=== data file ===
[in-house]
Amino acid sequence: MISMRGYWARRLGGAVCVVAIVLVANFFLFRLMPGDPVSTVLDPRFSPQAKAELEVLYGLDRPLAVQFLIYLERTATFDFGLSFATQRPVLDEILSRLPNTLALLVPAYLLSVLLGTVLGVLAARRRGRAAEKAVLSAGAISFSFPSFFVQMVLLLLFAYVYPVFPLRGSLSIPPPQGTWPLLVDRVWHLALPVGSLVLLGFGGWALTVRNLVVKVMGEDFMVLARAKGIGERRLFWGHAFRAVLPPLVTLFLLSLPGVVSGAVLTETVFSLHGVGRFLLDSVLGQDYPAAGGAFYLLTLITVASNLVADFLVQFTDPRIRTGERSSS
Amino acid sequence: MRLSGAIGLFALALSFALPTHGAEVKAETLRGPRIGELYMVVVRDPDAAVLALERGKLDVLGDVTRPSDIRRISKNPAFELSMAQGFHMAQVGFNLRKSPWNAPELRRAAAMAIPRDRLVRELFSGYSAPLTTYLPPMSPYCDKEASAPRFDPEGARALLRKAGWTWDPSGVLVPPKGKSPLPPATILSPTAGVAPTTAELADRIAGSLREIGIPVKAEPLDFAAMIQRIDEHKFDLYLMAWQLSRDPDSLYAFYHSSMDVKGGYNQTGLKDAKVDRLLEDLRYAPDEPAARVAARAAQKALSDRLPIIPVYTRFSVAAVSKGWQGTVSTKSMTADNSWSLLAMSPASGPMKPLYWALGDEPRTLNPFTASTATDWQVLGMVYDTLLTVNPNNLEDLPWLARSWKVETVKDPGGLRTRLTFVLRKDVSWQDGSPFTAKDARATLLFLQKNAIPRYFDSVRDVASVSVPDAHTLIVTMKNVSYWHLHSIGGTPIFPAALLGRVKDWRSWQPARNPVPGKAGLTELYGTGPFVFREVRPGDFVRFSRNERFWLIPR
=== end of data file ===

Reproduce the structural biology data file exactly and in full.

[in-house]
Amino acid sequence: MISMRGYWARRLGGAVCVVAIVLVANFFLFRLMPGDPVSTVLDPRFSPQAKAELEVLYGLDRPLAVQFLIYLERTATFDFGLSFATQRPVLDEILSRLPNTLALLVPAYLLSVLLGTVLGVLAARRRGRAAEKAVLSAGAISFSFPSFFVQMVLLLLFAYVYPVFPLRGSLSIPPPQGTWPLLVDRVWHLALPVGSLVLLGFGGWALTVRNLVVKVMGEDFMVLARAKGIGERRLFWGHAFRAVLPPLVTLFLLSLPGVVSGAVLTETVFSLHGVGRFLLDSVLGQDYPAAGGAFYLLTLITVASNLVADFLVQFTDPRIRTGERSSS
Amino acid sequence: MRLSGAIGLFALALSFALPTHGAEVKAETLRGPRIGELYMVVVRDPDAAVLALERGKLDVLGDVTRPSDIRRISKNPAFELSMAQGFHMAQVGFNLRKSPWNAPELRRAAAMAIPRDRLVRELFSGYSAPLTTYLPPMSPYCDKEASAPRFDPEGARALLRKAGWTWDPSGVLVPPKGKSPLPPATILSPTAGVAPTTAELADRIAGSLREIGIPVKAEPLDFAAMIQRIDEHKFDLYLMAWQLSRDPDSLYAFYHSSMDVKGGYNQTGLKDAKVDRLLEDLRYAPDEPAARVAARAAQKALSDRLPIIPVYTRFSVAAVSKGWQGTVSTKSMTADNSWSLLAMSPASGPMKPLYWALGDEPRTLNPFTASTATDWQVLGMVYDTLLTVNPNNLEDLPWLARSWKVETVKDPGGLRTRLTFVLRKDVSWQDGSPFTAKDARATLLFLQKNAIPRYFDSVRDVASVSVPDAHTLIVTMKNVSYWHLHSIGGTPIFPAALLGRVKDWRSWQPARNPVPGKAGLTELYGTGPFVFREVRPGDFVRFSRNERFWLIPR